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ARTICLES - - Introduction to Corn as a Fuel

Burning shelled corn as a fuel can be a feasible way of dealing with the high prices of more conventional fuels such as fuel oil, propane, natural gas, coal, and firewood. Utilizing corn as a fuel does not compete with the food supply needed for nourishment throughout the world. While it is recognized that malnutrition is a serious global problem, the world is not experiencing a food production problem. Instead the world faces political challenges associated with providing infrastructure systems for food distribution and storage.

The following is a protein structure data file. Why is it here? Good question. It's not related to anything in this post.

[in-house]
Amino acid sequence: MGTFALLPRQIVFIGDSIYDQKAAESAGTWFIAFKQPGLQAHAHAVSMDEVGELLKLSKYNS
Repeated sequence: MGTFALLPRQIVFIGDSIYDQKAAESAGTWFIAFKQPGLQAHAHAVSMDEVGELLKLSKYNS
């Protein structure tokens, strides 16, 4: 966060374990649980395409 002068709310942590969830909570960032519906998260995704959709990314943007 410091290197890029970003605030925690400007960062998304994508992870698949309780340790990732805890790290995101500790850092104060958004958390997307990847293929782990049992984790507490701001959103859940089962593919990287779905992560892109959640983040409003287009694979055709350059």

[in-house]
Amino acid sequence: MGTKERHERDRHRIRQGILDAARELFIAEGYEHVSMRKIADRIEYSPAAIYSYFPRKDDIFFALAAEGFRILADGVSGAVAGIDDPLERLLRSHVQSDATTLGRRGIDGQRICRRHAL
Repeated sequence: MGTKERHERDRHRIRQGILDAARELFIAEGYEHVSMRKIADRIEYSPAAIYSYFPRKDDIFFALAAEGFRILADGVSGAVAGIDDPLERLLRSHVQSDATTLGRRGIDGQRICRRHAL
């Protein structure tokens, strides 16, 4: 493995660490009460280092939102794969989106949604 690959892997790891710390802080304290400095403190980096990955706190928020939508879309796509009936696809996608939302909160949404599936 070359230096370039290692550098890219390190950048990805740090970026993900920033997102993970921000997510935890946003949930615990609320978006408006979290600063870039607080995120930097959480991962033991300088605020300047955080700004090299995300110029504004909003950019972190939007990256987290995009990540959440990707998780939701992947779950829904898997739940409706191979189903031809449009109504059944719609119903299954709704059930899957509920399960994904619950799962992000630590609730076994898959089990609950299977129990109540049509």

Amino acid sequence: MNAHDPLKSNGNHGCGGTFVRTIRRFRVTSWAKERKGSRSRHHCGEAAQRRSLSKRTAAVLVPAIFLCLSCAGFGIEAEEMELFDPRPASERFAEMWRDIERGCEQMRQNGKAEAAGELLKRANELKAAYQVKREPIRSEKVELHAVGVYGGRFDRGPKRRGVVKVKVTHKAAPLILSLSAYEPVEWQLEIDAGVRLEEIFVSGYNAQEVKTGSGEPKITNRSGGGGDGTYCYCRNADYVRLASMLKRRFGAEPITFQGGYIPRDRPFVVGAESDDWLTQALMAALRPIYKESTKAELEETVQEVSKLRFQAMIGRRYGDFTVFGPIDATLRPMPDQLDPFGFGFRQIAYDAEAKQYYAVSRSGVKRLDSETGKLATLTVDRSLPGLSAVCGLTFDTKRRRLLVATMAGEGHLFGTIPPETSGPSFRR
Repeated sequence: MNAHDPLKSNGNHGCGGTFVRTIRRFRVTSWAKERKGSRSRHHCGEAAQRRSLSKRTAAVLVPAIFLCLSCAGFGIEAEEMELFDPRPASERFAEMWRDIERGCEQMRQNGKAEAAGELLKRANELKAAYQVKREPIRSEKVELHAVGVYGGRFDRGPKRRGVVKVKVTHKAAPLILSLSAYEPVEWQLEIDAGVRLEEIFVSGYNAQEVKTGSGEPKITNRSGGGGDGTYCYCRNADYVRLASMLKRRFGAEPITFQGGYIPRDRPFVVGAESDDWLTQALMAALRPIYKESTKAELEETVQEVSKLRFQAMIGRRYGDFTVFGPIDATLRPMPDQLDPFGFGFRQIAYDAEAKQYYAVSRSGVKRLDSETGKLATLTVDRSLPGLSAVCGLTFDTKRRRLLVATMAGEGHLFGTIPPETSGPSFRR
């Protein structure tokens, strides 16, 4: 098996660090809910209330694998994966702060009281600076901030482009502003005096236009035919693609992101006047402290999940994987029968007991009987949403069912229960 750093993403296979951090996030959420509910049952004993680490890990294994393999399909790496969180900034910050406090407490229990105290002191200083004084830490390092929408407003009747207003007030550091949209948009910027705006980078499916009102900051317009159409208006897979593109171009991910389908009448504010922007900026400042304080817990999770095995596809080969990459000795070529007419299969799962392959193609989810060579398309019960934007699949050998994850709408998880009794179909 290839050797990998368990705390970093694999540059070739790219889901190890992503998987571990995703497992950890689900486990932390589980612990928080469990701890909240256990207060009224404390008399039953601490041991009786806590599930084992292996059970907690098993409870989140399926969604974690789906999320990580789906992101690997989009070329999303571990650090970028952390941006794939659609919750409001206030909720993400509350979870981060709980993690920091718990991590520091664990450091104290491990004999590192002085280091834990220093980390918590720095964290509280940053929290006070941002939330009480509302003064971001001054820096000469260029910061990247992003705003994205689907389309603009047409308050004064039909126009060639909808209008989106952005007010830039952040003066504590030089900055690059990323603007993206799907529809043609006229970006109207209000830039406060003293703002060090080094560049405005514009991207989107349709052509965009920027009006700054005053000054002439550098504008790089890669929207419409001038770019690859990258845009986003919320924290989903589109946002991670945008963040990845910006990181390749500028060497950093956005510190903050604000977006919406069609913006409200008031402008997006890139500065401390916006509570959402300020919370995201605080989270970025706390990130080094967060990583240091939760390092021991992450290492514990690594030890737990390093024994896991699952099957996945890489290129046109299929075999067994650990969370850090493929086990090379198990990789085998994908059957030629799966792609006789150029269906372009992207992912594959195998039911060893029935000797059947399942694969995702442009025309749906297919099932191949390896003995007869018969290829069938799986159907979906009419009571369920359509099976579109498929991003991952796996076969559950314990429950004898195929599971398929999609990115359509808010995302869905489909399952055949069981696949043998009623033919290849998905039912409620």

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Countryside Magnum Corn Stove

Contemporary agricultural systems can produce sufficient quality and quantity of food for the world’s population, with additional resources available so that agricultural products can be used as fuel, pharmaceuticals, and chemical feedstocks. Shelled corn is a fuel that can be produced within 180 days, compared to the millennia needed to produce fossil fuels.

Corn fueled appliances include stoves, fireplace inserts, built-in fireplaces and central heaters. As with many Pellet Stoves, Corn units often do not need an entire chimney system since they can be vented directly out the side wall (Direct Vent). Ask your dealer or installer for more information once you select a model.

For more information about buying and using this renewable fuel, read the articles on Corn Fuel under the Pellet/Corn heading on the Hearth.com Main Articles Page.


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